I definitely use a few key bits of gear that tend to transport you back to that kind of 90’s feel.. one would be the Yamaha CS1x, mainly for pad tones, dreamy textures and some bass. Another main one would be the Waldorf Micro Q – I think I used this on basically every track on my LP in some way or another! My favourite technique is to send midi notes through and go wild on the arpeggiators, playing with the resonance and cutoff on the filters, trying to create loads of movement and colour within the tracks.

How are you using Ableton in the Studio?

I generally start a session by jamming around on a few bits of gear, maybe a drum machine or a synth just to get a little groove going, sometimes it might just be a certain sound that inspires me or takes my mind somewhere else. Then once I have something basic going I generally record these parts separately into Ableton so I can manipulate them or use effects to process them, chop them up, basically sampling my own recordings. Sometimes I might start by creating a midi sequence and sending it out to my hardware to begin, so I can focus more on how it interacts with the rhythms or other elements. Ableton really then takes on a strong editing role for me, considering sound design and blending samples with my hardware to allow the creative process to take new twists and turns and find new ways to push genres. I always start in Session view to make things more groove based and then record out to Arrangement view – so I can fine tune and work on the structure.

What do you usually do when stuck on a track? 

Take a break and listen to a track i’ve been really into, think about which particular elements i’m drawn to or how it’s structured to get some refreshed insight into how it’s put together or little things to try out that might take mine into a different direction. I think always having a bit of space is good – sometimes a few weeks away from a track after trying different things and getting nowhere is all you need. Listening to my gut and not forcing things.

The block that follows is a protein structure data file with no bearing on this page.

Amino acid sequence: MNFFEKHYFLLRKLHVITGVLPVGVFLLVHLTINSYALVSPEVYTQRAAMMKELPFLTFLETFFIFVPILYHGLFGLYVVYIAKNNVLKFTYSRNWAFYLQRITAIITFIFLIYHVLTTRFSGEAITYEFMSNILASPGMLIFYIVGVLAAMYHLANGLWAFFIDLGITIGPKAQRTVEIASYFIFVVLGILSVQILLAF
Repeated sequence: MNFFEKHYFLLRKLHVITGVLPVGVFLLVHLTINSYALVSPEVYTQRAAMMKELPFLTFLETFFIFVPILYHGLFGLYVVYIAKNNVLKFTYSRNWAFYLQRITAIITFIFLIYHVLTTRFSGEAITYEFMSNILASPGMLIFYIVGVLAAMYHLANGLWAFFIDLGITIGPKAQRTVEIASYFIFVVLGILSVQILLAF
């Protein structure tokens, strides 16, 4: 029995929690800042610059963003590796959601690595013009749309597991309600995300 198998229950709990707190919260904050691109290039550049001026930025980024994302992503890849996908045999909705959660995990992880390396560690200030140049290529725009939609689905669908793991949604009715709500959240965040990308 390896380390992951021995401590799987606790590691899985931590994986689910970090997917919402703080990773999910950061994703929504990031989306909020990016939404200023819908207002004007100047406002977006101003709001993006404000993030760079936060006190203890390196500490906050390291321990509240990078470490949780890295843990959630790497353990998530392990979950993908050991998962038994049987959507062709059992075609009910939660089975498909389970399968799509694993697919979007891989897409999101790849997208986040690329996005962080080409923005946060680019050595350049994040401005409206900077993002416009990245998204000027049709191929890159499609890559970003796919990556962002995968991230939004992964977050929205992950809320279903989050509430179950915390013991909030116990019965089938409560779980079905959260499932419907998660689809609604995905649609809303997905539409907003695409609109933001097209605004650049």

How much is music a solo pursuit for you and how does collaboration factor into your work? Or when and how do you turn to others for feedback or input?

Music used to be a very solo pursuit for me, it was all in my head and my way of working felt very internal and not so suited to collaboration or jamming – as time has gone on I have realised the crucial importance of collaboration, forcing yourself out of your comfort zone to grow and learn. I have really enjoyed collaborating with people especially over the last few years now I am confident as a producer and being able to communicate my ideas. I think getting feedback is really important, this is something I have always done – sending music to a few trusted people who I know will give me honest criticism (not that I always take it on!) but it’s really healthy to get different perspective, I usually do this once i’ve finished a demo version of a track.

What do you have coming up release-wise this year?

I wanted to take a bit of space from my LP after that was released to let it breathe, I have a record coming out on Kalahari Oyster Cult; a collaboration between Fantastic Man & me. Also a bunch of remix’s including one for RAMZi and Adam Pitts. I am working on a solo EP which i’m aiming for end of the year/start of 2021.. hopefully will be launching my own label if all goes to plan.